Value of reserves: $25.8 billion
Holdings total: 553.4 tons
Established in 1998 by the European Union, the European Central Bank (ECB) is responsible for the monetary policy of the member nations of the euro zone and is headquartered in Frankfurt.
The ECB's 553.3 tons of gold accounts for 35 percent of the bank's foreign reserves and would be worth $25.8 billion in today's market.
Value of reserves: $28.69 billion
Holdings total: 614.75 tons
Shooting up in the rankings in the past few years is India. The second most populous nation in the world maintains the 12th largest gold reserves. The size of India's holdings were bolstered in November 2009 by a $6.9 billion purchase of 200 tons of gold from the International Monetary Fund.
The Reserve Bank of India currently oversees the country’s 614.75 tons of gold, which are valued at $28.69 billion, comprising 9.6% of its foreign reserves. India’s current ranking may also continue to move upwards, as the government has asked the Geological Survey of India to mine previously untapped gold reserves in many of its states.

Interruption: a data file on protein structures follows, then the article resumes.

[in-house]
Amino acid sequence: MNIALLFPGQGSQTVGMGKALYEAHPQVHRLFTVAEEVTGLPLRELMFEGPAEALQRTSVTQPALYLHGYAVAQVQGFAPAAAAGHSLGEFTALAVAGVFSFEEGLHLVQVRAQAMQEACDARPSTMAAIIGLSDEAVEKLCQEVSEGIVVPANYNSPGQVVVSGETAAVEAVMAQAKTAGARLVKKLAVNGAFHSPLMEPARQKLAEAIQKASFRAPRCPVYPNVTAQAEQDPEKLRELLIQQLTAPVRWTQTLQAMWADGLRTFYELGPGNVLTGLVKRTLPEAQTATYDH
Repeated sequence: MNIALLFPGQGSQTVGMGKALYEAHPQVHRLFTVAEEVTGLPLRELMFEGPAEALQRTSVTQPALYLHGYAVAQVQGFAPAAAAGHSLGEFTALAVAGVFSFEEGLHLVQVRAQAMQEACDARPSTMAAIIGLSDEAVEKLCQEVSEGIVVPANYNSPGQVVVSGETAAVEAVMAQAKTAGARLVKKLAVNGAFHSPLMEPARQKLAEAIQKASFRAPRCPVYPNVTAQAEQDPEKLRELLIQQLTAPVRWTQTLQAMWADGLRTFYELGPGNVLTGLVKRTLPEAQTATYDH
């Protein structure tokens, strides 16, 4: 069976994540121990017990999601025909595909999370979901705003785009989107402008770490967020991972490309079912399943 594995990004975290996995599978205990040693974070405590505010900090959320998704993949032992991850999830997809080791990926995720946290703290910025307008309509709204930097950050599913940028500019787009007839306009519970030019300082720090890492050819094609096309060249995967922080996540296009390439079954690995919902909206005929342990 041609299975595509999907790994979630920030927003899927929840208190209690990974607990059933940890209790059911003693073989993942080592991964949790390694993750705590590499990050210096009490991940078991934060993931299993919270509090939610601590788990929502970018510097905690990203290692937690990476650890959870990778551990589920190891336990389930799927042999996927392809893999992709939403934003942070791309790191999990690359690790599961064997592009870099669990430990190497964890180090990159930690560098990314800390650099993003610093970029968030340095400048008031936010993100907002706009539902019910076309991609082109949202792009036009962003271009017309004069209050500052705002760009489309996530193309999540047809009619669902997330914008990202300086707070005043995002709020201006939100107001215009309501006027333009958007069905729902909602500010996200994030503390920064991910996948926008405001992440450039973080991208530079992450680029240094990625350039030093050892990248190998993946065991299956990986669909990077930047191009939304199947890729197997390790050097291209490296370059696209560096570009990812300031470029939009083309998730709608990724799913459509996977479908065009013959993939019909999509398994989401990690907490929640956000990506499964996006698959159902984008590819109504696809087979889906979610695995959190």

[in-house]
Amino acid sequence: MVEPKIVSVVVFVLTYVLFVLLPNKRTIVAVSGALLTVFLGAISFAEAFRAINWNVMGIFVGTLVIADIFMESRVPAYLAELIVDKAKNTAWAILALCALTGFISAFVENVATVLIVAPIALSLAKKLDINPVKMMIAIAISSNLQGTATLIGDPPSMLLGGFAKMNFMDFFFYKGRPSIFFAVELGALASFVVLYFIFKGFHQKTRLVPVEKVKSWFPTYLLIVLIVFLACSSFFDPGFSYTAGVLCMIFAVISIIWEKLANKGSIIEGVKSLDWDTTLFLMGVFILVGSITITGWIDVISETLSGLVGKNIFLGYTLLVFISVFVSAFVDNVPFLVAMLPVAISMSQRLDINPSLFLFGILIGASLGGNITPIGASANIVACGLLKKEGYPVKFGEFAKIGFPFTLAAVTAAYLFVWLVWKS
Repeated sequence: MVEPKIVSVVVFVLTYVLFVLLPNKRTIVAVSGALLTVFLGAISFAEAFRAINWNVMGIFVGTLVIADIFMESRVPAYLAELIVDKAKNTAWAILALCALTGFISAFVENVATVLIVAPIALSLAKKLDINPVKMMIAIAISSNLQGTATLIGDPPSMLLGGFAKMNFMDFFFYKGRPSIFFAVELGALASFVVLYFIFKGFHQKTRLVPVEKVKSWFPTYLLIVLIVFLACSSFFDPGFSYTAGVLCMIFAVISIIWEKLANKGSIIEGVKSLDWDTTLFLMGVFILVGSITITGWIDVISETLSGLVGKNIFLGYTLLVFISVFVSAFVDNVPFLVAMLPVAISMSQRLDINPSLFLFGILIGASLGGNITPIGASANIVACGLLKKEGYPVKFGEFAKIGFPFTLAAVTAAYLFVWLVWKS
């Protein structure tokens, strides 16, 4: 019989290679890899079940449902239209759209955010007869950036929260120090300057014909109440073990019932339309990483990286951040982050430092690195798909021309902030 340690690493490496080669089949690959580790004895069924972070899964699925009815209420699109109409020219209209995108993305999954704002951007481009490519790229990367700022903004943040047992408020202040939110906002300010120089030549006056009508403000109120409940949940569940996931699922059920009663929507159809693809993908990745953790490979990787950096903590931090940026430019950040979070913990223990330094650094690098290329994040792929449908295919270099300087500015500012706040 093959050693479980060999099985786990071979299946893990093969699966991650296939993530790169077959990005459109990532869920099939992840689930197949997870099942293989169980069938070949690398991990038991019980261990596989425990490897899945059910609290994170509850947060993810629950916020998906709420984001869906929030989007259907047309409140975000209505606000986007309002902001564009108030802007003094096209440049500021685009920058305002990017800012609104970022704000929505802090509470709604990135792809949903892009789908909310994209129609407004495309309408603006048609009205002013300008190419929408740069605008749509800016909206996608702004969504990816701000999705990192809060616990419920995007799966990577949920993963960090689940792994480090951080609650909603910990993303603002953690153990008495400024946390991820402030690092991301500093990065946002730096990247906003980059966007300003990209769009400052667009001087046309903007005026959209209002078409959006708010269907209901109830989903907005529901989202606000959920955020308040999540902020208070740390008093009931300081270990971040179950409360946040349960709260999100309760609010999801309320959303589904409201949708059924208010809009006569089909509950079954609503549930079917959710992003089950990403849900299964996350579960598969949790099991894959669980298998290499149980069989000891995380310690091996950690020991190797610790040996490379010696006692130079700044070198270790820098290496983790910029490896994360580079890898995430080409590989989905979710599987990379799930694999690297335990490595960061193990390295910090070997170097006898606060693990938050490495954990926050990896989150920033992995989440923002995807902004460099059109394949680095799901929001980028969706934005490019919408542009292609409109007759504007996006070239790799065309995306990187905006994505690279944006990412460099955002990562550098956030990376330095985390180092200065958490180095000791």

Value of reserves: $31.5 billion
Holdings total: 675.2 tons
The Netherlands has the 11th largest reserve on the list, with 675.2 tons of gold. De Nederlandsche Bank manages the country’s national finances, including the gold reserves, which amount to approximately $31.5 billion and account for 61.9 percent of the country's foreign reserves.
Value of reserves: $39.36 billion
Holdings total: 843.5 tons